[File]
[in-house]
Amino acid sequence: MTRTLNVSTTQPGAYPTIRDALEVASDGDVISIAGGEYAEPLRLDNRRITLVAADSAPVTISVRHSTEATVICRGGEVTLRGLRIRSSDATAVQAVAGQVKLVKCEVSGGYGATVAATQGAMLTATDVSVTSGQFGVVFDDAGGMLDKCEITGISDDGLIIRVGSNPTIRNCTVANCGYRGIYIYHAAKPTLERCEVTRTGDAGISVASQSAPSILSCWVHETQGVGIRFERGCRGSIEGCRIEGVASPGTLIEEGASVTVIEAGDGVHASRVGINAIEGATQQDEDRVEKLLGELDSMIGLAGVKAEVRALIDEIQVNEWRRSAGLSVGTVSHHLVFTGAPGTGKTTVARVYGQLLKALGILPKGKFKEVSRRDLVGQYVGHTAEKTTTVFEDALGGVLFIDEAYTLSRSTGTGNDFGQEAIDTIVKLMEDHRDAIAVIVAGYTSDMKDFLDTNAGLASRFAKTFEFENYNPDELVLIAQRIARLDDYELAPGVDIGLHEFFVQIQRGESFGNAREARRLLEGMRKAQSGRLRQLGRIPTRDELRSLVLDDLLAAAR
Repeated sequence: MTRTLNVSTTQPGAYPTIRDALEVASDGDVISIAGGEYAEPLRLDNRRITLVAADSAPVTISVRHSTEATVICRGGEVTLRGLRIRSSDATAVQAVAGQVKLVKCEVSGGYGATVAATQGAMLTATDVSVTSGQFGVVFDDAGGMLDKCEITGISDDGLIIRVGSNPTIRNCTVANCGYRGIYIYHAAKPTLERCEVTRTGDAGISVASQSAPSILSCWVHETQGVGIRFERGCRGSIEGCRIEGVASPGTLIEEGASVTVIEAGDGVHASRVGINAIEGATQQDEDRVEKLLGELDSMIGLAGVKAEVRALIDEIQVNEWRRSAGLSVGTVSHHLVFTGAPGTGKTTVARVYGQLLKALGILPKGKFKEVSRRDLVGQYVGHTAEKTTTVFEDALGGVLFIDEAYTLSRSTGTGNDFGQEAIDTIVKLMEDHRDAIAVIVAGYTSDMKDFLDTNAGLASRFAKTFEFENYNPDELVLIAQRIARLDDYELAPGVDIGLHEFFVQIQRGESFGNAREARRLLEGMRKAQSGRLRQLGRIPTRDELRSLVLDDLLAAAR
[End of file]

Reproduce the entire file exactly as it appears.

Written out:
[in-house]
Amino acid sequence: MTRTLNVSTTQPGAYPTIRDALEVASDGDVISIAGGEYAEPLRLDNRRITLVAADSAPVTISVRHSTEATVICRGGEVTLRGLRIRSSDATAVQAVAGQVKLVKCEVSGGYGATVAATQGAMLTATDVSVTSGQFGVVFDDAGGMLDKCEITGISDDGLIIRVGSNPTIRNCTVANCGYRGIYIYHAAKPTLERCEVTRTGDAGISVASQSAPSILSCWVHETQGVGIRFERGCRGSIEGCRIEGVASPGTLIEEGASVTVIEAGDGVHASRVGINAIEGATQQDEDRVEKLLGELDSMIGLAGVKAEVRALIDEIQVNEWRRSAGLSVGTVSHHLVFTGAPGTGKTTVARVYGQLLKALGILPKGKFKEVSRRDLVGQYVGHTAEKTTTVFEDALGGVLFIDEAYTLSRSTGTGNDFGQEAIDTIVKLMEDHRDAIAVIVAGYTSDMKDFLDTNAGLASRFAKTFEFENYNPDELVLIAQRIARLDDYELAPGVDIGLHEFFVQIQRGESFGNAREARRLLEGMRKAQSGRLRQLGRIPTRDELRSLVLDDLLAAAR
Repeated sequence: MTRTLNVSTTQPGAYPTIRDALEVASDGDVISIAGGEYAEPLRLDNRRITLVAADSAPVTISVRHSTEATVICRGGEVTLRGLRIRSSDATAVQAVAGQVKLVKCEVSGGYGATVAATQGAMLTATDVSVTSGQFGVVFDDAGGMLDKCEITGISDDGLIIRVGSNPTIRNCTVANCGYRGIYIYHAAKPTLERCEVTRTGDAGISVASQSAPSILSCWVHETQGVGIRFERGCRGSIEGCRIEGVASPGTLIEEGASVTVIEAGDGVHASRVGINAIEGATQQDEDRVEKLLGELDSMIGLAGVKAEVRALIDEIQVNEWRRSAGLSVGTVSHHLVFTGAPGTGKTTVARVYGQLLKALGILPKGKFKEVSRRDLVGQYVGHTAEKTTTVFEDALGGVLFIDEAYTLSRSTGTGNDFGQEAIDTIVKLMEDHRDAIAVIVAGYTSDMKDFLDTNAGLASRFAKTFEFENYNPDELVLIAQRIARLDDYELAPGVDIGLHEFFVQIQRGESFGNAREARRLLEGMRKAQSGRLRQLGRIPTRDELRSLVLDDLLAAAR